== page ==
UChicago HYPE, a student group that organizes on- and off-campus events aimed at improving student life, has announced its decision to postpone the Lascivious Costume Ball from its scheduled May 26th date until winter quarter of next year. Organizers cited scheduling conflicts with the Progressive Gala and space limitations at Ida Noyes Hall as the reasons for the delay.
The Ball began in 1970 as a risqu_ costume party that offered reduced price admission to attendees donning revealing costumes. University administrators discontinued the event in 1984 after it began drawing non-University guests, lewd behavior, and serious drug use.
HYPE hopes to recapture the atmosphere of the Lascivious Costume Ball at its height, in its earlier and less illicit incarnations. Next year’s HYPE chair, second-year Adam Radwan, described the Ball as an opportunity to incorporate a wide range of RSOs in one event, with the hope that it will serve as a mixing ground for graduate and undergraduate students from all over the campus. While the administration initially expressed some trepidation due to the Ball’s past history, HYPE members said they garnered administrative support after laying out their specific vision for the event.
Since its inception two years ago, HYPE has been criticized for its high budgets and allegedly excessive funding from Student Government (SG), measuring thousands of dollars per event. In January, HYPE was denied the $7,400 in funding it requested for its April 12 yacht party. HYPE instead relied upon annual allocations, the Graduate Council, and ticket revenues. HYPE leaders said they now recognize the limits of SG funding and expressed gratitude for the guidance SG offered throughout the group’s first two years. Current HYPE chair and fourth-year Paula Mejia said the group “understands that our events are expensive...and we are aware of the limitations of Student Government and try as best we can to find funding sources from other areas outside of SG.”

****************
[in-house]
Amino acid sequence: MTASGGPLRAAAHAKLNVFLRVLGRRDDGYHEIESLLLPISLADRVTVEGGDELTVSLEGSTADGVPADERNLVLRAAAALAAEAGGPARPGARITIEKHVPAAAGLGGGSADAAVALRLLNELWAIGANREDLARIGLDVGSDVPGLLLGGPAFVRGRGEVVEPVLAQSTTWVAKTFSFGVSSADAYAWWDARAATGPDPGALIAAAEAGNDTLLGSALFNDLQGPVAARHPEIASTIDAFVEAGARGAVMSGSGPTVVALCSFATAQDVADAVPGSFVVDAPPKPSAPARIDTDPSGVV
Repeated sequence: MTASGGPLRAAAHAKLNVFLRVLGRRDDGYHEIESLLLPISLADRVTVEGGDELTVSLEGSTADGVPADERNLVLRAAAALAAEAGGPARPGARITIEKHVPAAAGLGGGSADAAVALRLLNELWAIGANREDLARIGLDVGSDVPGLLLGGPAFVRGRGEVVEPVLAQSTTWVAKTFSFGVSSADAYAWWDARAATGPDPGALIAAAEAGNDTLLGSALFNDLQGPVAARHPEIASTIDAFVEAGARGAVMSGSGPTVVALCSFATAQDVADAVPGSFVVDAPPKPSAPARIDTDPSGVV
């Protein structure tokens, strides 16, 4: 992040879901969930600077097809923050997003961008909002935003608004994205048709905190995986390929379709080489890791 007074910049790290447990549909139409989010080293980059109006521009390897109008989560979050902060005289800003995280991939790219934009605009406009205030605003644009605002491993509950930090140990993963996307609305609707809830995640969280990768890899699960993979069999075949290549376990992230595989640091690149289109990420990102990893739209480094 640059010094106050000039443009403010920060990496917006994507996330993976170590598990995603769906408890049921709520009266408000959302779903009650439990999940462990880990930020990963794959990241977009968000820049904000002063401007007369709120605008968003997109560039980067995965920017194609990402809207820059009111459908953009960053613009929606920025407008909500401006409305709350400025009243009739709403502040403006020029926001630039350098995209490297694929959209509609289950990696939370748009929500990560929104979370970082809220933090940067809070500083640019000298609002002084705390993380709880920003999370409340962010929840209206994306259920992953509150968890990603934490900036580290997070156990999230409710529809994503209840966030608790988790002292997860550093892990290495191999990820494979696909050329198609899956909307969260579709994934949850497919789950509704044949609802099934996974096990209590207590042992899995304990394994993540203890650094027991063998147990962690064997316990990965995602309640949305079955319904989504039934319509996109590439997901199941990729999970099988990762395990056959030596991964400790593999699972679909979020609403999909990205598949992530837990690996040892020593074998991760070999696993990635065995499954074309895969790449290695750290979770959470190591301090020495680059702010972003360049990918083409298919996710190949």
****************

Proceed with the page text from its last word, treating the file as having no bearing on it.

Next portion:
Mejia said much of the criticism spurs from a misconception about HYPE’s stated goals. Mejia described HYPE events as offering “a different feel for what student life can be,” where students can mingle in a non-University setting while experiencing locations outside of campus. Responding to a Maroon editorial (“Don’t Believe the HYPE,” 2/27/07), Mejia expressed discomfort in others judging what the U of C and the life of the mind should be, arguing that academic pursuits and social experiences are not mutually exclusive. She reiterated HYPE’s primary goal as allowing segments of the student population to interact with each other and establish a sense of camaraderie. HYPE’s recent yacht cruise was sold out, and Radwan and Mejia described a growing interest in next year’s Lascivious Costume Ball.